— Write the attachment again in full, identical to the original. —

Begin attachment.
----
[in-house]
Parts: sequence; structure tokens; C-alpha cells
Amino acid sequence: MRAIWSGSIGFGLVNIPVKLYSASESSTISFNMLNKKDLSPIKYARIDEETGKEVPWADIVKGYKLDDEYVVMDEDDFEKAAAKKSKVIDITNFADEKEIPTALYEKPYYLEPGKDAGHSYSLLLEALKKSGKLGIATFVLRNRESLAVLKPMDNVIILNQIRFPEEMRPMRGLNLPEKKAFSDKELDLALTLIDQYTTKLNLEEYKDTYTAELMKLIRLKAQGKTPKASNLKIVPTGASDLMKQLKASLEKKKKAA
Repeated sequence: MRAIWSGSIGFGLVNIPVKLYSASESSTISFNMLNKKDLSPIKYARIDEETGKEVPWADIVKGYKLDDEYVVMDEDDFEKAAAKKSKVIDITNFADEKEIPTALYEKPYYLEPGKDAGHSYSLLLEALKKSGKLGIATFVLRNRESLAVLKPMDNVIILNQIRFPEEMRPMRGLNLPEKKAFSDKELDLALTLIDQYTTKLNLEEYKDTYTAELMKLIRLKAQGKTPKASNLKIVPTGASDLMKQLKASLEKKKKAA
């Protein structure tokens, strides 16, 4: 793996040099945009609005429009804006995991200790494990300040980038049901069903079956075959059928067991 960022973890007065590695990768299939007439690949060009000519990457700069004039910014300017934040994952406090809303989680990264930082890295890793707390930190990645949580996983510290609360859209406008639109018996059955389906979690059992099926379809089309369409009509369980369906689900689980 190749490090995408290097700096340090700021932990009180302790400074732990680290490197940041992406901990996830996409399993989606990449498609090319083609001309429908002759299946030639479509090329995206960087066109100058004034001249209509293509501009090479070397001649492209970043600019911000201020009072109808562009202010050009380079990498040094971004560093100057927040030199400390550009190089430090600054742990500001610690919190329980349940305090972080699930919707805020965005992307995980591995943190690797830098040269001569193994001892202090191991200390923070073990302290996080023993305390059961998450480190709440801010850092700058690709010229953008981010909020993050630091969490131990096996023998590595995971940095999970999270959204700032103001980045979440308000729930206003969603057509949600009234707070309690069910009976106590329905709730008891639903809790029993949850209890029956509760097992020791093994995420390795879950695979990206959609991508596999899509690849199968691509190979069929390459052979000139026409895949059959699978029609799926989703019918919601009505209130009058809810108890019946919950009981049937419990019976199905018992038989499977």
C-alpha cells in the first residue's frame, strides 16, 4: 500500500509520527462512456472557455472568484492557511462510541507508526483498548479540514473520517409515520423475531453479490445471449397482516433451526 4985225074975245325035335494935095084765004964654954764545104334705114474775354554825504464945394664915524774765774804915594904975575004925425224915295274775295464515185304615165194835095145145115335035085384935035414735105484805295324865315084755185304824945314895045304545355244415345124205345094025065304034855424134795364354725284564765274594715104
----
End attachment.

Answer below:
[in-house]
Parts: sequence; structure tokens; C-alpha cells
Amino acid sequence: MRAIWSGSIGFGLVNIPVKLYSASESSTISFNMLNKKDLSPIKYARIDEETGKEVPWADIVKGYKLDDEYVVMDEDDFEKAAAKKSKVIDITNFADEKEIPTALYEKPYYLEPGKDAGHSYSLLLEALKKSGKLGIATFVLRNRESLAVLKPMDNVIILNQIRFPEEMRPMRGLNLPEKKAFSDKELDLALTLIDQYTTKLNLEEYKDTYTAELMKLIRLKAQGKTPKASNLKIVPTGASDLMKQLKASLEKKKKAA
Repeated sequence: MRAIWSGSIGFGLVNIPVKLYSASESSTISFNMLNKKDLSPIKYARIDEETGKEVPWADIVKGYKLDDEYVVMDEDDFEKAAAKKSKVIDITNFADEKEIPTALYEKPYYLEPGKDAGHSYSLLLEALKKSGKLGIATFVLRNRESLAVLKPMDNVIILNQIRFPEEMRPMRGLNLPEKKAFSDKELDLALTLIDQYTTKLNLEEYKDTYTAELMKLIRLKAQGKTPKASNLKIVPTGASDLMKQLKASLEKKKKAA
């Protein structure tokens, strides 16, 4: 793996040099945009609005429009804006995991200790494990300040980038049901069903079956075959059928067991 960022973890007065590695990768299939007439690949060009000519990457700069004039910014300017934040994952406090809303989680990264930082890295890793707390930190990645949580996983510290609360859209406008639109018996059955389906979690059992099926379809089309369409009509369980369906689900689980 190749490090995408290097700096340090700021932990009180302790400074732990680290490197940041992406901990996830996409399993989606990449498609090319083609001309429908002759299946030639479509090329995206960087066109100058004034001249209509293509501009090479070397001649492209970043600019911000201020009072109808562009202010050009380079990498040094971004560093100057927040030199400390550009190089430090600054742990500001610690919190329980349940305090972080699930919707805020965005992307995980591995943190690797830098040269001569193994001892202090191991200390923070073990302290996080023993305390059961998450480190709440801010850092700058690709010229953008981010909020993050630091969490131990096996023998590595995971940095999970999270959204700032103001980045979440308000729930206003969603057509949600009234707070309690069910009976106590329905709730008891639903809790029993949850209890029956509760097992020791093994995420390795879950695979990206959609991508596999899509690849199968691509190979069929390459052979000139026409895949059959699978029609799926989703019918919601009505209130009058809810108890019946919950009981049937419990019976199905018992038989499977």
C-alpha cells in the first residue's frame, strides 16, 4: 500500500509520527462512456472557455472568484492557511462510541507508526483498548479540514473520517409515520423475531453479490445471449397482516433451526 4985225074975245325035335494935095084765004964654954764545104334705114474775354554825504464945394664915524774765774804915594904975575004925425224915295274775295464515185304615165194835095145145115335035085384935035414735105484805295324865315084755185304824945314895045304545355244415345124205345094025065304034855424134795364354725284564765274594715104